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OSU researchers discover the unicorn – seaweed that tastes like bacon!

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posted on Jul, 19 2015 @ 10:46 AM
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Here we have it folks, something magical, foretold by mystics long ago and sought by courageous men and women across the globe for thousands of millennia.


Oregon State University researchers have patented a new strain of a succulent red marine algae called dulse that grows extraordinarily quickly, is packed full of protein and has an unusual trait when it is cooked.

This seaweed tastes like bacon.


We have a winner!



Dulse (Palmaria sp.) grows in the wild along the Pacific and Atlantic coastlines. It is harvested and usually sold for up to $90 a pound in dried form as a cooking ingredient or nutritional supplement. But researcher Chris Langdon and colleagues at OSU’s Hatfield Marine Science Center have created and patented a new strain of dulse – one he has been growing for the past 15 years.

This strain, which looks like translucent red lettuce, is an excellent source of minerals, vitamins and antioxidants – and it contains up to 16 percent protein in dry weight, Langdon said.


Link

I'm excited. Something that tastes like bacon but it infinitely more healthful? That grows very quickly, is easily sustainable, and...TASTES LIKE BACON? Yes, please.


There are no commercial operations that grow dulse for human consumption in the United States, according to Langdon, who said it has been used as a food in northern Europe for centuries. The dulse sold in U.S. health food and nutrition stores is harvested, and is a different strain from the OSU-patented variety.

“In Europe, they add the powder to smoothies, or add flakes onto food,” Langdon said. “There hasn’t been a lot of interest in using it in a fresh form. But this stuff is pretty amazing. When you fry it, which I have done, it tastes like bacon, not seaweed. And it’s a pretty strong bacon flavor.”

The vegan market alone could comprise a niche.


Let's get on this!




posted on Jul, 19 2015 @ 10:54 AM
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a reply to: Liquesence
Oh man.. I hope it really does taste like bacon because my doctor just told me I can't eat bacon anymore and I swear I wanted to cry.

I will be happy to try some..



posted on Jul, 19 2015 @ 10:55 AM
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a reply to: Liquesence

I saw this yesterday but decided not to post in case a certain bacon loving moderator took it badly and smote me with the ban hammer.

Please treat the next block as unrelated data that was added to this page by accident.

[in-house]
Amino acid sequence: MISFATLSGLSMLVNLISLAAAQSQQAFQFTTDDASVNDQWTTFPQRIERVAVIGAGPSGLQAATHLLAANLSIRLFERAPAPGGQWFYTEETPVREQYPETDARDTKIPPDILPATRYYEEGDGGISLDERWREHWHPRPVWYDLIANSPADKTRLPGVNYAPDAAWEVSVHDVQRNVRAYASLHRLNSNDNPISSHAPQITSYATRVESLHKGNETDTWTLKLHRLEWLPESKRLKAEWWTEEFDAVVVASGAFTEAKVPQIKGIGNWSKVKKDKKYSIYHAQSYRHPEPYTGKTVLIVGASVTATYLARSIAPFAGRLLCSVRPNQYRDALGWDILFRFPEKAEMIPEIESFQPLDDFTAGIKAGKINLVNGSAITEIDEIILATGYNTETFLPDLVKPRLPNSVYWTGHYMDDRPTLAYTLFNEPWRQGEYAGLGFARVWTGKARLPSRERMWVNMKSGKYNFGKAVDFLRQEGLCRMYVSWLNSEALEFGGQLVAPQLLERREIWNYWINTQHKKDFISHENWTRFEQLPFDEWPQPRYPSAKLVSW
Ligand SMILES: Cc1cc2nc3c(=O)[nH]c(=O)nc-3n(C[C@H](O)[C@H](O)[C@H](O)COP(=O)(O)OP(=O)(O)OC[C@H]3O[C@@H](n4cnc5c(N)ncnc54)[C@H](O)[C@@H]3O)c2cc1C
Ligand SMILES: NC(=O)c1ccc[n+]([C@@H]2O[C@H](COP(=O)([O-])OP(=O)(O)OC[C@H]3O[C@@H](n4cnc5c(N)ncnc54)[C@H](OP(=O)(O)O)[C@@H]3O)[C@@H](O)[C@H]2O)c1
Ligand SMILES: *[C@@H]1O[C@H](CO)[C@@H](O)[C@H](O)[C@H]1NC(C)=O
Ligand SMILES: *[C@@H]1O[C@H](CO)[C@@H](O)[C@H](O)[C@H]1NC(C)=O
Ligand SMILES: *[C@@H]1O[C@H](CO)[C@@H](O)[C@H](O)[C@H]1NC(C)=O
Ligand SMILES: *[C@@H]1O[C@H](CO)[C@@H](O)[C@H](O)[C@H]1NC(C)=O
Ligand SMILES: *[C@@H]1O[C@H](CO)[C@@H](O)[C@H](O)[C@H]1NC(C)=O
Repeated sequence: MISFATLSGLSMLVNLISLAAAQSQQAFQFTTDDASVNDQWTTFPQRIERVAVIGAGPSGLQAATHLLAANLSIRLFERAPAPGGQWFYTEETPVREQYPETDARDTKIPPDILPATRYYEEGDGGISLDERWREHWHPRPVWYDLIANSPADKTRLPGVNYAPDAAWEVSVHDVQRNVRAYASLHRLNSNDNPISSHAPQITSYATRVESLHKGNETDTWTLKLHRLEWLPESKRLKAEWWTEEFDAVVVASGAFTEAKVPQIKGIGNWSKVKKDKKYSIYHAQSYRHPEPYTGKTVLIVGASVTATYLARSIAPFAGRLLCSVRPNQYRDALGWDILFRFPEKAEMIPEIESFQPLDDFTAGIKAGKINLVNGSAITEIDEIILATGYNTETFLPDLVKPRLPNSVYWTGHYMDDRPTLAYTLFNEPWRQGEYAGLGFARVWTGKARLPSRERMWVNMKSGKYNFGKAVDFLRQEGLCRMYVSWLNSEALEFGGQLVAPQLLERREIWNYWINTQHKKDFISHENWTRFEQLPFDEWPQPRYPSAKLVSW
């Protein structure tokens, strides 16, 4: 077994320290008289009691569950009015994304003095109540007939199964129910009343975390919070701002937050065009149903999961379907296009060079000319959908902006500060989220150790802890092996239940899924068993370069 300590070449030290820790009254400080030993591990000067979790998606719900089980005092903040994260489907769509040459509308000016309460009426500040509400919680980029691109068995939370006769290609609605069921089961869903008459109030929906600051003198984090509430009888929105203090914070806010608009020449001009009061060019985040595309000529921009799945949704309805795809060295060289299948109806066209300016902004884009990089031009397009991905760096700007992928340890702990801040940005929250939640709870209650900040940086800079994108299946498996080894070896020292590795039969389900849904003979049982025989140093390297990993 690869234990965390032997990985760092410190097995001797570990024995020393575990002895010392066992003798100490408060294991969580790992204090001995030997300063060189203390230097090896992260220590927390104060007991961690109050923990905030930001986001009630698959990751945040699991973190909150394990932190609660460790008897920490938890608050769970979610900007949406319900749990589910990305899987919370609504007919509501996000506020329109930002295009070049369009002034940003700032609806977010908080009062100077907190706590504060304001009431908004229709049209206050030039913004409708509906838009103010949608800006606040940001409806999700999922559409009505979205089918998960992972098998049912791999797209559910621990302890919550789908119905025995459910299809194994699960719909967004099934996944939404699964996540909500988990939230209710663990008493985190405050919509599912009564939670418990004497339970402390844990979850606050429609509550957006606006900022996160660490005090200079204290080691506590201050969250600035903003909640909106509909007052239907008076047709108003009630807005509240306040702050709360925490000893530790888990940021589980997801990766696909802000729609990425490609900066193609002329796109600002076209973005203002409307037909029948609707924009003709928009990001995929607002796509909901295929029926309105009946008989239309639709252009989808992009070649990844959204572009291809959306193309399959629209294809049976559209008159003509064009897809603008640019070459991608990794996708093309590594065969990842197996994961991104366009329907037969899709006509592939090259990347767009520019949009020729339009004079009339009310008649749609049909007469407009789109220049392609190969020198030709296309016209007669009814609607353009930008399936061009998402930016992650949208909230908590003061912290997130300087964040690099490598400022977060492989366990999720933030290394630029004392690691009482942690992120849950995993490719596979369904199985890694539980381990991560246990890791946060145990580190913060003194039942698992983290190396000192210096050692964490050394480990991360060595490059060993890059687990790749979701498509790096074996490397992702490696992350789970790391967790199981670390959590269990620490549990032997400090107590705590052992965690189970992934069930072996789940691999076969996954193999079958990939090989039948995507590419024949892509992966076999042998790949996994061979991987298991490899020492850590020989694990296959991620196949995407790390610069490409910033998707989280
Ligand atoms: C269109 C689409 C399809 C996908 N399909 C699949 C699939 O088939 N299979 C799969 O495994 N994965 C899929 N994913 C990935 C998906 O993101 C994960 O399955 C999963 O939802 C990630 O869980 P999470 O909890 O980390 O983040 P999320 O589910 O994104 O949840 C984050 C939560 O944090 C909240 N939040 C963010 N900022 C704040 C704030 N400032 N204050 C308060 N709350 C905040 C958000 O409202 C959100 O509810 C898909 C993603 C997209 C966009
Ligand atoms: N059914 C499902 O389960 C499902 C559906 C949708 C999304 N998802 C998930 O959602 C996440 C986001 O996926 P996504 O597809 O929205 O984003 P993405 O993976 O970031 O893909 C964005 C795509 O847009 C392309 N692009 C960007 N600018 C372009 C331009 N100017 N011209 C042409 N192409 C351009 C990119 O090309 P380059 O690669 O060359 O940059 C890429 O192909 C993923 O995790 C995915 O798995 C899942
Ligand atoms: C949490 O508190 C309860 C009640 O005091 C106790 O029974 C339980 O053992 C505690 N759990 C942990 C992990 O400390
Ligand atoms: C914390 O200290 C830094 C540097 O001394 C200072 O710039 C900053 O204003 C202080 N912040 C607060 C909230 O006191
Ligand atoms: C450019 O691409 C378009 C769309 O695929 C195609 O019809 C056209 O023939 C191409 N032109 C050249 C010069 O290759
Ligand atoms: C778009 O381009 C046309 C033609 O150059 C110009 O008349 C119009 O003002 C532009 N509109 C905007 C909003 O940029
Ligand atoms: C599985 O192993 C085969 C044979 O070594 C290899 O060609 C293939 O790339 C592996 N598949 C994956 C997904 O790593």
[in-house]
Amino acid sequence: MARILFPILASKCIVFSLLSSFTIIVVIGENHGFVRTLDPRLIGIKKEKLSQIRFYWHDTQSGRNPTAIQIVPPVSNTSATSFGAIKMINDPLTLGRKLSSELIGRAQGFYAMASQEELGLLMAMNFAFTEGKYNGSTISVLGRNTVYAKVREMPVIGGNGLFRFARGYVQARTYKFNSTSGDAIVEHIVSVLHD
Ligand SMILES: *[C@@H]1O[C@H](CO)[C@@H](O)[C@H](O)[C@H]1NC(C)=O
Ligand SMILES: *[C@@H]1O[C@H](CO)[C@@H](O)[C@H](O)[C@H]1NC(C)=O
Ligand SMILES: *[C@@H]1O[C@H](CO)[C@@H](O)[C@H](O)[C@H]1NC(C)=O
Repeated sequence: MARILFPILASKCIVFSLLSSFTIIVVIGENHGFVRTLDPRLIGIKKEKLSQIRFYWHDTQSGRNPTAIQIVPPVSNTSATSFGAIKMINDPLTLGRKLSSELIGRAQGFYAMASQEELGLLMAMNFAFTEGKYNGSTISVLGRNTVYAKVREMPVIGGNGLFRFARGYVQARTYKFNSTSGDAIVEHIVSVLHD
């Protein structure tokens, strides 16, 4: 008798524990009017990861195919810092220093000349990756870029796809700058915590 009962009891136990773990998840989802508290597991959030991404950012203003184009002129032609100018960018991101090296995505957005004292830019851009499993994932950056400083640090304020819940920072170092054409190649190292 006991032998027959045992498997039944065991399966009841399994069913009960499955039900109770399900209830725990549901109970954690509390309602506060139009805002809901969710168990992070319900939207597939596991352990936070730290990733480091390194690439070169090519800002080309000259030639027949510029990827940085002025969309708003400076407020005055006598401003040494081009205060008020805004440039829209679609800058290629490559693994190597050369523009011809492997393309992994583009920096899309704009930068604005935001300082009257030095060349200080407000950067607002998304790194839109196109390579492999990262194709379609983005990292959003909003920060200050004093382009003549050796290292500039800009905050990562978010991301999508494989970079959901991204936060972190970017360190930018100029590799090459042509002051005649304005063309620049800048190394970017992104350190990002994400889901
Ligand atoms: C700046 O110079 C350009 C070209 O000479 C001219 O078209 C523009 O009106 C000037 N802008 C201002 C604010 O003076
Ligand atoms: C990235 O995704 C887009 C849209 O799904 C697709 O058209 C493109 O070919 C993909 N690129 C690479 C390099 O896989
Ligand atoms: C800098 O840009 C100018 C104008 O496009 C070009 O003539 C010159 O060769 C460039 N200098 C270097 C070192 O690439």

I am sure the bacon crew will be along shortly to attack both you and your heretical foodstuff.



posted on Jul, 19 2015 @ 11:04 AM
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a reply to: nonspecific

Lol very soon there would be two factions: the Bacon lovers and the Dulse lovers.



posted on Jul, 19 2015 @ 11:06 AM
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If it tastes like bacon, it better be bacon. The taste of the Fat cells themselves is caused by our need for certain chemistry of the fat cells, possibly the elastin fiber protein which could be created by an algae I suppose.

But why not just eat bacon in moderation. Fat needs salt to metabolize properly but some glucose chemistries cause the kidneys to retain Sodium. Good fresh side pork fried is actually better than bacon. Adding a little salt causes the lipids to leave the cells and it shrivels like bacon. Salt and pepper to taste. If you have bacon that will not give up it's fat, just sprinkle a little salt on it and it starts to excrete the fats and turns nice and crispy. You can also get this elastin binding protein from deep fried pork rinds or pork chitins or from natural casing hot dogs.

I know a lot about preparing foods that were said to be bad for us. Now after real testing has actually been done, they are said to be good for us in moderation. The original information was just assumptions. Sometimes those assumptions are relevant to some people though.

If you overcook scrambled eggs, the water will seperate from the chemistry and they get wet like. This does not effect the nutrition, just the taste and texture. But remember, sometimes our taste and texture recognition is actually important, sensing things that are in the right form for our metabolism's ability to digest foods. So what is good for the goose is not always good for the gander even though it is often the case. Don't overcook eggs.
edit on 19-7-2015 by rickymouse because: (no reason given)



posted on Jul, 19 2015 @ 11:09 AM
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a reply to: Liquesence

So,

Is it GMO?

How can they patent it if not?
edit on 19-7-2015 by infolurker because: (no reason given)



posted on Jul, 19 2015 @ 11:15 AM
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originally posted by: rickymouse

But why not just eat bacon in moderation.


How dare you say such a blasphemous thing?

Seriously, eat bacon in moderation, but indulge in this glorious food. Best of both worlds.

As far as bacon, I prefer it when it's not completely crispy, but has some crisp with a nice juicy chew. As far as eggs, yeah, don't overcook eggs (and most people overcook hard boiled eggs). Well, don't overcook *anything* for that matter...



posted on Jul, 19 2015 @ 11:31 AM
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originally posted by: rickymouse
If it tastes like bacon, it better be bacon. The taste of the Fat cells themselves is caused by our need for certain chemistry of the fat cells, possibly the elastin fiber protein which could be created by an algae I suppose.